Incorporating nonprey sugar resources into apple orchards is a potential means of enhancing biological control services, but little is known about the impacts of extrafloral nectars on aphidophagous coccinellids. We explored peach Prunus persica (L.) Batsch extrafloral nectar as a supplemental resource for Harmonia axyridis (Pallas), a key aphid predator in the mid-Atlantic United States. Extrafloral nectar quantity, temporal production, and carbohydrate profile were assessed for four peach cultivars in orchard and greenhouse culture. Seasonal densities of H. axyridis visiting extrafloral nectaries were estimated, and the propensity of beetles to feed upon extrafloral nectar was compared by cultivar in the laboratory. We also compared survival of newly eclosed adult pairs that were starved or fed aphids with or without extrafloral nectar. Peach extrafloral nectar contained six carbohydrates, with sucrose dominant for all cultivars, but extrafloral nectar production varied significantly by cultivar and collection date, with Lovell yielding higher average seasonal volume than the other cultivars. Harmonia axyridis continuously foraged on peach trees lacking prey, and beetle abundance was positively correlated with the number of leaves actively producing extrafloral nectar. In laboratory assays, newly emerged adult beetles preferentially selected and consumed extrafloral nectar of Lovell peach shoots. Furthermore, when prey were initially unavailable to adult H. axyridis, the beetles were sustained by extrafloral nectar and experienced longer survival compared with beetles without the supplemental resource. Collectively, these results suggest that peach extrafloral nectar is a beneficial resource that could potentially sustain H. axyridis in orchards when prey are scarce.


PubMed | Campus Management, Tunis el Manar University, Biobest and Catholic University of Leuven
Type: Journal Article | Journal: Journal of chemical ecology | Year: 2016

To meet their carbohydrate requirements, adult parasitoids exploit a broad range of sugar resources, including floral and extrafloral nectar and honeydew. Although honeydew might be the predominant sugar source, especially in agricultural systems, it often is nutritionally inferior to sugar sources like nectar. Given its broad availability, it may be expected that sugar-feeding insects have evolved specialized adaptations to deal with this typically inferior sugar source. This would apply especially to organisms that have a close association with honeydew producers. Here, we hypothesized that parasitoids of honeydew-producing insects should show a pronounced response to sugars, such as fructose, sucrose, melezitose, and trehalose, and to a lesser extent glucose. To test this hypothesis, we investigated sugar consumption, feeding behavior and survival of the aphid parasitoid Aphidius ervi on several sugars (equiweight solutions). Our results show that A. ervi adults consumed typical honeydew sugars (sucrose, fructose, trehalose, and melezitose) the most, while consuming considerably less glucose or melibiose. Rhamnose, which does not occur in aphid honeydew, was not, or was only marginally, consumed. When different sugars were provided at the same time, A. ervi adults preferred sucrose or fructose over glucose or melezitose. Furthermore, pre-exposure to sucrose or fructose significantly reduced subsequent intake of glucose, suggesting an acquired distaste for glucose after being previously exposed to highly preferred sugars such as sucrose and fructose. Altogether, this study shows that A. ervi adults prefer sugars (fructose, melezitose, trehalose, and sucrose) that are overrepresented in aphid honeydew and show a lower preference to one (glucose) that is underrepresented in honeydew.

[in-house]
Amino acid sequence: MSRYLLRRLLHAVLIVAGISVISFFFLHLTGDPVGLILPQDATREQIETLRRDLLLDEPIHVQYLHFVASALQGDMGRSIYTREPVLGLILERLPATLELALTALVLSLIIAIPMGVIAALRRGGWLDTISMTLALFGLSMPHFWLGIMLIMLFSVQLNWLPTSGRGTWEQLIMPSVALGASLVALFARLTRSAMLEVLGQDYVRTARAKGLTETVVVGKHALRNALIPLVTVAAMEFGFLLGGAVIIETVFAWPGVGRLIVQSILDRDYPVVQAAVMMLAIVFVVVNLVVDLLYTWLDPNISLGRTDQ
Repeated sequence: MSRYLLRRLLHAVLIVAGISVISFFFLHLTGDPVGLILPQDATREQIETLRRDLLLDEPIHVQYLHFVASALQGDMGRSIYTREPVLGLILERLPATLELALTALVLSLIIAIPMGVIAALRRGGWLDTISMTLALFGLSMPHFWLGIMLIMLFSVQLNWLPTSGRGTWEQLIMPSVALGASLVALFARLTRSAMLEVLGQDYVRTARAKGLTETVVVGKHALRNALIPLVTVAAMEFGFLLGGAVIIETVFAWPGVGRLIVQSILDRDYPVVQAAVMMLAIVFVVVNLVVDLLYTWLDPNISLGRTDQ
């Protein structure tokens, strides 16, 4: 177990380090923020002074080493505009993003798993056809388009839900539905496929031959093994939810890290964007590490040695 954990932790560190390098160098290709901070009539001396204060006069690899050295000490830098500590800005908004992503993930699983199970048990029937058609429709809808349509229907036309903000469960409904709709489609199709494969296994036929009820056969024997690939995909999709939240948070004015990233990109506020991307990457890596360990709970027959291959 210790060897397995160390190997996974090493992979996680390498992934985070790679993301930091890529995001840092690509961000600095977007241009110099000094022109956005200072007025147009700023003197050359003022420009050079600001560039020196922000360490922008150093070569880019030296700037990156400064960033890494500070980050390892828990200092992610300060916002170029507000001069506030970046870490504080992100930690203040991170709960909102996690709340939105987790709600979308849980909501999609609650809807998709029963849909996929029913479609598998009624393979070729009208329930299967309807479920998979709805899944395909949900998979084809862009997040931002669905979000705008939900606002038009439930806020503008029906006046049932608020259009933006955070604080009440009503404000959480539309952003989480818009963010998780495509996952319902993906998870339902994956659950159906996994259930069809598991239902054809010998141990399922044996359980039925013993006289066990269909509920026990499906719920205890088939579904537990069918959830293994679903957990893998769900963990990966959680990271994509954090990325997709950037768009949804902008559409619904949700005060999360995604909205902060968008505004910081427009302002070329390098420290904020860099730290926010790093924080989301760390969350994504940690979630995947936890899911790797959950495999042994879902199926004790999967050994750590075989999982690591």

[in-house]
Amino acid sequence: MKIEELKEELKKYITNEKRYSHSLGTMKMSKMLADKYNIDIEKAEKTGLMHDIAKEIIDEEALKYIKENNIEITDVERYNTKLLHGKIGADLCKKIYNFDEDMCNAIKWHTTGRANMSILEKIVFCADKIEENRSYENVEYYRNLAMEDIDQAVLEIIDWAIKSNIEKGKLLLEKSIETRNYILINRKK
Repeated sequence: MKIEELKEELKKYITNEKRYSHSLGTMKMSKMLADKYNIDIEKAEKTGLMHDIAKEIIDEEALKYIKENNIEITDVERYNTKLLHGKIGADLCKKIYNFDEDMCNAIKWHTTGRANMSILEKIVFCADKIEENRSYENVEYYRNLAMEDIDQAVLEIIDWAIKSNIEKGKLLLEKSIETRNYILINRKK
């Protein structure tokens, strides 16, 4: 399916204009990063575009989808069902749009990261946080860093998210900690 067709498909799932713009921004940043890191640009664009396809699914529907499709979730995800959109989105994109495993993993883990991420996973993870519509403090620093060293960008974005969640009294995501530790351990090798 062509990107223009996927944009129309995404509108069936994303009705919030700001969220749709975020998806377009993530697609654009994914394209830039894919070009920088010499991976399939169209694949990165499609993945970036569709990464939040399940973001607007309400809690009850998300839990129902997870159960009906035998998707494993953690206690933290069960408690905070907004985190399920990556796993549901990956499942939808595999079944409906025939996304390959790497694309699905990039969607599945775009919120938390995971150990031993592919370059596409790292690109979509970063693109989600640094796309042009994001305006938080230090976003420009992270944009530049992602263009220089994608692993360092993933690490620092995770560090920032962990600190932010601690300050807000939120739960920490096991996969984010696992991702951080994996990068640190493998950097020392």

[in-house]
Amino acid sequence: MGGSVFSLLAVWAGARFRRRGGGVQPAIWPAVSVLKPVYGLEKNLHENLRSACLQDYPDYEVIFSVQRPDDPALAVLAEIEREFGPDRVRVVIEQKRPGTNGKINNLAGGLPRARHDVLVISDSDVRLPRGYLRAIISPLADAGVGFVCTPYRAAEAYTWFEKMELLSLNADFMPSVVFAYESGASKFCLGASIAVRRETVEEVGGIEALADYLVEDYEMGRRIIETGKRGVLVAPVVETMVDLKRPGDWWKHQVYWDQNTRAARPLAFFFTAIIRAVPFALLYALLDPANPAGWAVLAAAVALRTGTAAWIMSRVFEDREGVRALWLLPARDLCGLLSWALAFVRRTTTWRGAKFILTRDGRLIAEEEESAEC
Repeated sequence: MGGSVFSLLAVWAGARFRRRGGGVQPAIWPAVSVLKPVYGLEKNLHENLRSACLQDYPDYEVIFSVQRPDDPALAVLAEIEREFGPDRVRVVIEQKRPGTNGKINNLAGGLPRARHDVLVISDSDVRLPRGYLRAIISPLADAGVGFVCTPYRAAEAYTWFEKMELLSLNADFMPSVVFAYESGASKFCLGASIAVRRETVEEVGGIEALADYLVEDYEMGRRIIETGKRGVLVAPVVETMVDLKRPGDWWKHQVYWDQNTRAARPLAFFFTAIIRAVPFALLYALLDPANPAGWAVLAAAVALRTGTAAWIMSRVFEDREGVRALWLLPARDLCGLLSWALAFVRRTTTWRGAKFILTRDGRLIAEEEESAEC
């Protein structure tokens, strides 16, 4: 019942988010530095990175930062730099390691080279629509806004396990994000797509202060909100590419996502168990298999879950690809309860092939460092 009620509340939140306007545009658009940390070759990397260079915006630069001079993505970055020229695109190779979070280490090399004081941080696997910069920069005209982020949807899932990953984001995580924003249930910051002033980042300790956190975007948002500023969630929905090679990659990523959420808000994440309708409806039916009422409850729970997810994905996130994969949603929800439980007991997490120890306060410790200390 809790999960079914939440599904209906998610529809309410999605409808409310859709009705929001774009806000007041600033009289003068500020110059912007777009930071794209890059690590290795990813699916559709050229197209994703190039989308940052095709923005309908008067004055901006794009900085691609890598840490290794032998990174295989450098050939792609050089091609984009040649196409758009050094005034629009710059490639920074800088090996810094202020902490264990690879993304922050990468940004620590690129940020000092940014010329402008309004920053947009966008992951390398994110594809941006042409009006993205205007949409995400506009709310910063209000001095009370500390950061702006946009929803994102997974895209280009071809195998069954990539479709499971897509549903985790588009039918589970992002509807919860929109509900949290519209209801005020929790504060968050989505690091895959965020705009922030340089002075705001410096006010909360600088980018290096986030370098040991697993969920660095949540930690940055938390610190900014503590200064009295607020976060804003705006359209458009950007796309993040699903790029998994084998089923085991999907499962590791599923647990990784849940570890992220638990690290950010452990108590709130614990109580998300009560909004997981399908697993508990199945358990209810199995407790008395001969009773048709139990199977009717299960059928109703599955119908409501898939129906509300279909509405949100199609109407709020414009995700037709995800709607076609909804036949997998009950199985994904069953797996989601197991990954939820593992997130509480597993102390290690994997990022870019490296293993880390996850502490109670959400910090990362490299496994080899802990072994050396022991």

Tena A.,Instituto Valenciano Of Investigaciones Agrarias Ivia | Pekas A.,Biobest | Pekas A.,Polytechnic University of Valencia | Wackers F.L.,Biobest | And 2 more authors.
Ecological Entomology | Year: 2013

Adult parasitoids depend on sugar-rich foods such as nectar and honeydew to meet their energy requirements and control insect pests. However, it is poorly known whether parasitoids can detect and feed on honeydew in agroecosystems, where it is the primary carbohydrate source, because this sugar source is less apparent in comparison to nectar and sometimes contains repellent compounds for parasitoids. High-performance liquid chromatography (HPLC) analyses were carried out to test whether Aphytis melinus DeBach (Hymenoptera: Aphelinidae), a parasitoid whose host does not produce honeydew, feeds on honeydew from non-hosts. In addition, the correlation between the parasitoid's sugar reserves and honeydew abundance was determined. To do this, both the levels of honeydew producers and the sugar levels of individual collected parasitoids were assessed during different seasons. The overall sugar content was treated as an indicator of energy reserves and the erlose-melezitose ratio as an indicator of honeydew feeding. The data show that A. melinus fed commonly on honeydew from non-host hemipterans. More than 50% of the female parasitoids collected in spring and summer had recently fed on honeydew and most of them showed a high sugar content. However, in autumn, when the number of honeydew producers was three times lower than in spring and summer, less than 20% of A. melinus were found to have fed on honeydew, with the average total sugar content being reduced by a factor of three. This study demonstrates that A. melinus commonly feeds on honeydew in the field, even though its host does not produce honeydew. The results also suggest that the exploitation of honeydew by A. melinus is a function of the density and species of honeydew producers. © 2013 The Royal Entomological Society.